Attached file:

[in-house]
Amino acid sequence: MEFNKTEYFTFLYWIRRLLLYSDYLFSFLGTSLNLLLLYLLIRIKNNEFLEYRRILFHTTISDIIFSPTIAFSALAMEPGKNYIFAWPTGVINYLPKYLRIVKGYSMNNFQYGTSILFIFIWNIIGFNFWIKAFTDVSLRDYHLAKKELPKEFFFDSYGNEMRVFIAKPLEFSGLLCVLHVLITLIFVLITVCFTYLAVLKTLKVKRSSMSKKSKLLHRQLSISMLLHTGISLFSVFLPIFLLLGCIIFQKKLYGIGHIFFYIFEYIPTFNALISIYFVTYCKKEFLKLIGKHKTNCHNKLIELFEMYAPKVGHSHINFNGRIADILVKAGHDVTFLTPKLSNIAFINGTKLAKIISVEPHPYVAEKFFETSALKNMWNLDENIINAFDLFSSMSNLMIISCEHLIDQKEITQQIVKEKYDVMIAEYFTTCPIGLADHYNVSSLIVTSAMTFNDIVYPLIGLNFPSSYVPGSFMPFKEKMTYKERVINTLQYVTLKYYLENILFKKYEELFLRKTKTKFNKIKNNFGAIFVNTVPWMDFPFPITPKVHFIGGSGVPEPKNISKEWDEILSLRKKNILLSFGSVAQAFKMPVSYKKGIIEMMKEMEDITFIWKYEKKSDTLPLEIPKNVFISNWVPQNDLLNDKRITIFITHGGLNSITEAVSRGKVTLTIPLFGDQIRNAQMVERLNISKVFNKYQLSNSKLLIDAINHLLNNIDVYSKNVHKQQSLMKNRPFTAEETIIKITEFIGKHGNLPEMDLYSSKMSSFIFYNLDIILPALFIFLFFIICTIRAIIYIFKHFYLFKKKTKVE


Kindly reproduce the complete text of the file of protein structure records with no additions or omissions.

[in-house]
Amino acid sequence: MEFNKTEYFTFLYWIRRLLLYSDYLFSFLGTSLNLLLLYLLIRIKNNEFLEYRRILFHTTISDIIFSPTIAFSALAMEPGKNYIFAWPTGVINYLPKYLRIVKGYSMNNFQYGTSILFIFIWNIIGFNFWIKAFTDVSLRDYHLAKKELPKEFFFDSYGNEMRVFIAKPLEFSGLLCVLHVLITLIFVLITVCFTYLAVLKTLKVKRSSMSKKSKLLHRQLSISMLLHTGISLFSVFLPIFLLLGCIIFQKKLYGIGHIFFYIFEYIPTFNALISIYFVTYCKKEFLKLIGKHKTNCHNKLIELFEMYAPKVGHSHINFNGRIADILVKAGHDVTFLTPKLSNIAFINGTKLAKIISVEPHPYVAEKFFETSALKNMWNLDENIINAFDLFSSMSNLMIISCEHLIDQKEITQQIVKEKYDVMIAEYFTTCPIGLADHYNVSSLIVTSAMTFNDIVYPLIGLNFPSSYVPGSFMPFKEKMTYKERVINTLQYVTLKYYLENILFKKYEELFLRKTKTKFNKIKNNFGAIFVNTVPWMDFPFPITPKVHFIGGSGVPEPKNISKEWDEILSLRKKNILLSFGSVAQAFKMPVSYKKGIIEMMKEMEDITFIWKYEKKSDTLPLEIPKNVFISNWVPQNDLLNDKRITIFITHGGLNSITEAVSRGKVTLTIPLFGDQIRNAQMVERLNISKVFNKYQLSNSKLLIDAINHLLNNIDVYSKNVHKQQSLMKNRPFTAEETIIKITEFIGKHGNLPEMDLYSSKMSSFIFYNLDIILPALFIFLFFIICTIRAIIYIFKHFYLFKKKTKVE